The Chicago Sun-Times reported that Evercore business analyst Ken Sena, in a note to investors, said payment from merchants who offer deals through what the company calls Groupons had dropped to "just $32 million for the first six months of 2012."
In the same period of 2011, that figure was $217 million, the newspaper said.
On Friday, Groupon shares closed at $4.75, its lowest ever, as the Chicago firm has lost 76 percent of its value since its initial pubic offering, which priced shares at $20.
"Should billings declines persist, we see a potential for cash burn as Groupon would find itself in a situation where it would be paying cash to merchants on a larger (prior) business scale relative to the cash it would be collecting," Sena wrote in the business report.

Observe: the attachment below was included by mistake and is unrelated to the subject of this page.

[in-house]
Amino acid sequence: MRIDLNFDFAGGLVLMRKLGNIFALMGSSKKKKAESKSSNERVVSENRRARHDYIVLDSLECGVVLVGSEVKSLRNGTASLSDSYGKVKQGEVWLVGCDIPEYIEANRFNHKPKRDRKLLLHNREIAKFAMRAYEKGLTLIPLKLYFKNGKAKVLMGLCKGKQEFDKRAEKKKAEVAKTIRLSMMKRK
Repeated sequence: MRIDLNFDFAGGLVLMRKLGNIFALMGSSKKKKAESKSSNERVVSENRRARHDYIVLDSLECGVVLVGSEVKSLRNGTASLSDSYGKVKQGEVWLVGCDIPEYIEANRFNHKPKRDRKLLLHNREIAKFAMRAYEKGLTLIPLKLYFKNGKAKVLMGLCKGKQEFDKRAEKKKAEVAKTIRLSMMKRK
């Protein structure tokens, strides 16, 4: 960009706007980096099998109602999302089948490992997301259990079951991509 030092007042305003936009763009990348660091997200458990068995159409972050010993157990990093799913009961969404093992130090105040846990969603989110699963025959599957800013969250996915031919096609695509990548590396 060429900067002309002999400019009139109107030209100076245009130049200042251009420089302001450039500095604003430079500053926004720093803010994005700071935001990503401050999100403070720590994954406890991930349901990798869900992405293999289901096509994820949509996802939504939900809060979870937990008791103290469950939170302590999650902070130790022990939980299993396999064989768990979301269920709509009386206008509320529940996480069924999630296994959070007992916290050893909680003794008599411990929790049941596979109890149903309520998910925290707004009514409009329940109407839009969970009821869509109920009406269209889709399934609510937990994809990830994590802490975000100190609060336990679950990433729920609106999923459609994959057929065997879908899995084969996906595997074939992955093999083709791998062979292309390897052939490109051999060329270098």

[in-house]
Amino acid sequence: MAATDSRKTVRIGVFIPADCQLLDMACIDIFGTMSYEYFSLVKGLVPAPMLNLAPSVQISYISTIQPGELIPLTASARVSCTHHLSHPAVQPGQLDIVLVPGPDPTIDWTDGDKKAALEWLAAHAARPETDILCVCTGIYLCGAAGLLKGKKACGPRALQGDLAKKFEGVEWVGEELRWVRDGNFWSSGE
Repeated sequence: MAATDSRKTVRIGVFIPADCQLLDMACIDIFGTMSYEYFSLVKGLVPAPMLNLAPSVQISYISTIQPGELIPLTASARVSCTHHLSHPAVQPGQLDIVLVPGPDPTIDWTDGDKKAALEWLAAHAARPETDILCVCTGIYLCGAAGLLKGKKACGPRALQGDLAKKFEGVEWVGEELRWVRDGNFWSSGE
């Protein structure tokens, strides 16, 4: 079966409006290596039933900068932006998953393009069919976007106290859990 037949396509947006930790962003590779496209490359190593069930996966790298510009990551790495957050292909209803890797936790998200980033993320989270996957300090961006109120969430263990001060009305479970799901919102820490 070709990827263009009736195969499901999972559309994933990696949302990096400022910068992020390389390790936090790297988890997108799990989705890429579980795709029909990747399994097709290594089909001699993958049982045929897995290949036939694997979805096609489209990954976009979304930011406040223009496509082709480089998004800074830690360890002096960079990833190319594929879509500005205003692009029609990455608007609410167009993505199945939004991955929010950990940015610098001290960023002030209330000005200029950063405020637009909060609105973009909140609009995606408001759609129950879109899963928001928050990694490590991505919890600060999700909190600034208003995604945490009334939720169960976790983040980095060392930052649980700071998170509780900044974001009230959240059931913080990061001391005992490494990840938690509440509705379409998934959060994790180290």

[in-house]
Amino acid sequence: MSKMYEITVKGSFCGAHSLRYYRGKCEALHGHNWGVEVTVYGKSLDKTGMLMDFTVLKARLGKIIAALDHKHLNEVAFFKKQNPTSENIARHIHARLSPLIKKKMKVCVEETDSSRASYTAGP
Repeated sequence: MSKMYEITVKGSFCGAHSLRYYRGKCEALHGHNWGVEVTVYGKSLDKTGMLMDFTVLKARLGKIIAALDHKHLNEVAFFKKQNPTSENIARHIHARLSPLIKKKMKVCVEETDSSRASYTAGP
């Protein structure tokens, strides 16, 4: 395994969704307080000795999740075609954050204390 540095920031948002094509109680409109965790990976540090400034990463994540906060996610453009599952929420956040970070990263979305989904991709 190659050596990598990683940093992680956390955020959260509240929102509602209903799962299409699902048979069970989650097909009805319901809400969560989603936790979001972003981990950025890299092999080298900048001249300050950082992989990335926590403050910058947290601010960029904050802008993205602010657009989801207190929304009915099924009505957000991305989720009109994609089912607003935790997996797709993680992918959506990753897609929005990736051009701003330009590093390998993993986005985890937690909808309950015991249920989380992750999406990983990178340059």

Total revenue at Groupon rose 45 percent in the second quarter from the second quarter of 2011, but came in short of expectations at $568.3 million, compared to the forecast of $573 million.
A Groupon spokesman said Friday the company has $1.2 billion in available cash, a portion of its balance sheet that has grown for eight consecutive quarters.
Sena dropped his outlook on Groupon stock from $6.50 to $3, but Chief Executive Officer Andrew Mason said the company's strategy was sound.
"As long as we focus on execution and making our customers happy, over time, we will deliver the results," he said.